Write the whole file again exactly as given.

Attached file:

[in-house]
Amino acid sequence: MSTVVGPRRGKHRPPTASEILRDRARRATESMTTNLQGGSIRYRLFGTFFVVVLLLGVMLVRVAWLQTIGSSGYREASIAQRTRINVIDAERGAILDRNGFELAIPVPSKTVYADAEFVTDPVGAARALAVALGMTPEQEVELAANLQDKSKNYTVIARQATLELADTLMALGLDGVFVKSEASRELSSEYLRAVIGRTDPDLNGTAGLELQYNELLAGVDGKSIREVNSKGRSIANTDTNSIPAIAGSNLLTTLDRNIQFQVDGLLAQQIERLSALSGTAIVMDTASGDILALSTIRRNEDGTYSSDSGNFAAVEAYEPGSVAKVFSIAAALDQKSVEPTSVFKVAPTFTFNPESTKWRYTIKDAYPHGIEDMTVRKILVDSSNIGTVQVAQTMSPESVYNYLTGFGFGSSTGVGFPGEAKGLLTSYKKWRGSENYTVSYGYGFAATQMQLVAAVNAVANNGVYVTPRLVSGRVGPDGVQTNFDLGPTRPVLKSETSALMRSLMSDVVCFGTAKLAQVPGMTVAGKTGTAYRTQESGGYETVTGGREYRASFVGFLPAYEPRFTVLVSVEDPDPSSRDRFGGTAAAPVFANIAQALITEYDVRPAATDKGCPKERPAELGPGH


[in-house]
Amino acid sequence: MSTVVGPRRGKHRPPTASEILRDRARRATESMTTNLQGGSIRYRLFGTFFVVVLLLGVMLVRVAWLQTIGSSGYREASIAQRTRINVIDAERGAILDRNGFELAIPVPSKTVYADAEFVTDPVGAARALAVALGMTPEQEVELAANLQDKSKNYTVIARQATLELADTLMALGLDGVFVKSEASRELSSEYLRAVIGRTDPDLNGTAGLELQYNELLAGVDGKSIREVNSKGRSIANTDTNSIPAIAGSNLLTTLDRNIQFQVDGLLAQQIERLSALSGTAIVMDTASGDILALSTIRRNEDGTYSSDSGNFAAVEAYEPGSVAKVFSIAAALDQKSVEPTSVFKVAPTFTFNPESTKWRYTIKDAYPHGIEDMTVRKILVDSSNIGTVQVAQTMSPESVYNYLTGFGFGSSTGVGFPGEAKGLLTSYKKWRGSENYTVSYGYGFAATQMQLVAAVNAVANNGVYVTPRLVSGRVGPDGVQTNFDLGPTRPVLKSETSALMRSLMSDVVCFGTAKLAQVPGMTVAGKTGTAYRTQESGGYETVTGGREYRASFVGFLPAYEPRFTVLVSVEDPDPSSRDRFGGTAAAPVFANIAQALITEYDVRPAATDKGCPKERPAELGPGH